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The fight against gun control has some surprising new allies


The firearms industry and its GOP allies have taken a more inclusive approach to fighting Democrat-led efforts to pass stricter gun laws this year.

The once-mighty National Rifle Association, whose bankruptcy bid was shot down by a federal judge on May 11, has played a much less-active role in the current gun control debate taking place on Capitol Hill due to its internal corruption scandals and related lawsuits.

In its place, gun rights supporters have found additional political allies among minority-led, pro-Second Amendment groups such as the National African American Gun Association and the DC Project, a women-centered firearms education organization that also trains domestic violence victims to safely and legally defend themselves.

Republicans have invited leaders from these groups to speak on Capitol Hill to counter emotional testimony from the families of gun violence victims invited by Democrats.

Firearms trade groups have also built inroads with leaders from the Pink Pistols, an LGBTQ gun group, and Asian American and Pacific Islander Gun Owners, which formed in March amid a Covid-19-related surge in anti-Asian hate crimes.

Promoting self defense

AAPI GO’s co-founder, Scott Kane, 37, is White, but his wife and the couple’s 8-year-old daughter are Chinese American. Kane said he’s voted Democrat most of his adult life and never felt the need to own a gun until his family was the victim of a hate crime a year ago.

The trio was walking to a local park in their suburban, San Jose, California, community one afternoon in March 2020 when Kane says a pair of men driving a pickup truck pulled up next to them. He said the men shouted curse words and racial epithets at his wife and daughter — including “kung-flu” and “go back to China” — before spitting at them and speeding off.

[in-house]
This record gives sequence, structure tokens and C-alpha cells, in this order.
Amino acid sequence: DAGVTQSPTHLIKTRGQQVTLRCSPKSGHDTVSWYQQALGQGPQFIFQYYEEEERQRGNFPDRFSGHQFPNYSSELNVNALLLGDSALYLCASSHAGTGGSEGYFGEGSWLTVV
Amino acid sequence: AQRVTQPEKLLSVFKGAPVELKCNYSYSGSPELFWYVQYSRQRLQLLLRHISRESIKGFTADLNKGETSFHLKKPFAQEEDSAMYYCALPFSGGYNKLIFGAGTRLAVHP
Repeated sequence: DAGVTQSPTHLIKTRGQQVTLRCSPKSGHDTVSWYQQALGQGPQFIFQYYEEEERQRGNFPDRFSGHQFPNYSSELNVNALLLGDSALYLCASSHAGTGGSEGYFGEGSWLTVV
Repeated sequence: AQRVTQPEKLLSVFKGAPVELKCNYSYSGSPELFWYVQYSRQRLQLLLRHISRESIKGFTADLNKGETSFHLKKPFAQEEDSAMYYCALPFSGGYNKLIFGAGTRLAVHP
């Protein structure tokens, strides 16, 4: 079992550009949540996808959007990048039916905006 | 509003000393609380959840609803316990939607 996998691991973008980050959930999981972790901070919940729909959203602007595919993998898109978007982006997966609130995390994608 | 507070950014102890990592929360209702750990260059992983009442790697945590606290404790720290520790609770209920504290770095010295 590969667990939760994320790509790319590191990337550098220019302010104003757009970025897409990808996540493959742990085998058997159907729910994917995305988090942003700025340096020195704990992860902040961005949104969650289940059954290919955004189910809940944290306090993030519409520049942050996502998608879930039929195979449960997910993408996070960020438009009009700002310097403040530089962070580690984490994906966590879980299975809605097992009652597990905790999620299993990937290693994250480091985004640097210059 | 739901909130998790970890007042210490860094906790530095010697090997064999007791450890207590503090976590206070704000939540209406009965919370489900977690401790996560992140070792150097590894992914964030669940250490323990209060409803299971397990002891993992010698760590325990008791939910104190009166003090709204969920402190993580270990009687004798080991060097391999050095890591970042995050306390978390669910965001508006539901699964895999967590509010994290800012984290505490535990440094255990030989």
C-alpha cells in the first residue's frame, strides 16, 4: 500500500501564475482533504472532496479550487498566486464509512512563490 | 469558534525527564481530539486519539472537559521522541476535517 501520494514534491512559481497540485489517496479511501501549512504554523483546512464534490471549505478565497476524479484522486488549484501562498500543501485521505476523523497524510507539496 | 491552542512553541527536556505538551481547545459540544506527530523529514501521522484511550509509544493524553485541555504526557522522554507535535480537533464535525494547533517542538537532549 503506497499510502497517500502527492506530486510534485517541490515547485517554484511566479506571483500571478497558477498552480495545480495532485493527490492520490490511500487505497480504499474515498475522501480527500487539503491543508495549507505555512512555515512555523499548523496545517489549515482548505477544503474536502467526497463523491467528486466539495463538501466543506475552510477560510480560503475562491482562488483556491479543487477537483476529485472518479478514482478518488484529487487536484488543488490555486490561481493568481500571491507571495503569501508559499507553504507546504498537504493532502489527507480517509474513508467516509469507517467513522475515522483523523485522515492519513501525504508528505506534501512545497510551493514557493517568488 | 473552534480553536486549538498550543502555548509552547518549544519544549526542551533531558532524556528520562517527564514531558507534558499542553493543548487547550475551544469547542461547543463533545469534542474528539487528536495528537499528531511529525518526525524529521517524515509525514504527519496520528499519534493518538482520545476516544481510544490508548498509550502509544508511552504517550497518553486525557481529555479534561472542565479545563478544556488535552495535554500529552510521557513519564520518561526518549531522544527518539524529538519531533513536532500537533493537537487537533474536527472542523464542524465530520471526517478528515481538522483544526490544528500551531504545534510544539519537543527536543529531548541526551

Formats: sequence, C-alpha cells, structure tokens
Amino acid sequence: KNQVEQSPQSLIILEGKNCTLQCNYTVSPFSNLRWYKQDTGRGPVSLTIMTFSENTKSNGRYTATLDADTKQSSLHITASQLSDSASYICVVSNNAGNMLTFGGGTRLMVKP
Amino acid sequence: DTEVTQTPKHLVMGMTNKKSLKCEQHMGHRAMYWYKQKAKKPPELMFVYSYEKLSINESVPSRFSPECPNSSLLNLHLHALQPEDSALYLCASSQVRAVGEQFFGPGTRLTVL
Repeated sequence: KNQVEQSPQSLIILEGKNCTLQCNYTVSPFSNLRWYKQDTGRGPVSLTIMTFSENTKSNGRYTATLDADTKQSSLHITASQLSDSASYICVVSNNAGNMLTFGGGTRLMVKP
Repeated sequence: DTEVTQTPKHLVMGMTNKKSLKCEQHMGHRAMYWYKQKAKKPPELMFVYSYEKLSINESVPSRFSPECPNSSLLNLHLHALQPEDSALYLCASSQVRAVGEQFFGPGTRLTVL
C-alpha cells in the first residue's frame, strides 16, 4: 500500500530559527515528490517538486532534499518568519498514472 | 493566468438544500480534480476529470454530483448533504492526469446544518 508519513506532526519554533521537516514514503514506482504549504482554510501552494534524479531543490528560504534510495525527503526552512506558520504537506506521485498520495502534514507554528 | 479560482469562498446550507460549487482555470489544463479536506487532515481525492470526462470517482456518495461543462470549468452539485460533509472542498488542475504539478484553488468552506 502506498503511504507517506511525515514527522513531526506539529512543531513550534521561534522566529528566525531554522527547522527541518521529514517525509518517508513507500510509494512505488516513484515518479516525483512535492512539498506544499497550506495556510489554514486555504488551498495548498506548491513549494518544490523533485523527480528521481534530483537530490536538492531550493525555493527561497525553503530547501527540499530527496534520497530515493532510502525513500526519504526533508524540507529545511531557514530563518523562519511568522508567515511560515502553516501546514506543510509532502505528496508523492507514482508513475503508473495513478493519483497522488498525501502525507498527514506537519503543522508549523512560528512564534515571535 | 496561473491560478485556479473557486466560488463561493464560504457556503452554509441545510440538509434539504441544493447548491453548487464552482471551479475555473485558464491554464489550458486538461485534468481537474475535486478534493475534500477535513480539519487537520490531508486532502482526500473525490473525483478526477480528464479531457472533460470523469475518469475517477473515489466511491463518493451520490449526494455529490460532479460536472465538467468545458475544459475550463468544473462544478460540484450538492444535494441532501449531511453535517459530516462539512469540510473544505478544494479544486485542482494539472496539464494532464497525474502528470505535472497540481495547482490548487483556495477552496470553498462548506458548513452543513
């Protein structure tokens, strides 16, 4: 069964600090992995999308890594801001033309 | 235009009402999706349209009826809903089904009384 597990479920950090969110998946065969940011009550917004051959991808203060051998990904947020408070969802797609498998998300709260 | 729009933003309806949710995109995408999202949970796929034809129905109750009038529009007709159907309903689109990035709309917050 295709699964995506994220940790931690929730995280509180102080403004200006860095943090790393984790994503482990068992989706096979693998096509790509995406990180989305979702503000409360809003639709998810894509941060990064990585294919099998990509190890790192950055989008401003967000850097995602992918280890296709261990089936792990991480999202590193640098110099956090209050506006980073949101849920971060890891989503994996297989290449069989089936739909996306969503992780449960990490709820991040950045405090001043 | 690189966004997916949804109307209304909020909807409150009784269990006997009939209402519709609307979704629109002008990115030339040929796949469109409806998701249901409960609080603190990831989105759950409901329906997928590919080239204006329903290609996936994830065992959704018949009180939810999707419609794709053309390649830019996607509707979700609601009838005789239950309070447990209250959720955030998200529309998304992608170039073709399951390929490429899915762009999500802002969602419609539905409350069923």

“My wife was shaken up, my daughter was in tears,” Kane told CNN Business. “I just felt it’s my responsibility to find some way of protecting my family if God forbid something worse happens when I’m not at home.”

Kane said he purchased his first two firearms — a Springfield XD 9mm handgun and an AR-15 semi-automatic rifle — a short time later, just before state and local authorities ordered the temporary closure of gun stores along with other non-essential businesses due to the Covid-19 pandemic.

Kane said he voted for Joe Biden in 2020 and is in favor of the President’s plan to expand gun background checks, but he doesn’t approve of banning AR-15s, which he said have less recoil than a shotgun and are safer to use for home defense.

“That’s the only thing I don’t support,” Kane said of a so-called assault weapons ban. “I agree with the spirit of what [Democrats] are trying to do. I just think there needs to be a fact-based solution.”

Shifting politics?

The gun control debate has become increasingly partisan in recent years with the vast majority of Democrats supporting added protections such as universal background checks and limits on the sale of high-capacity ammunition magazines, according to an April Pew Research poll.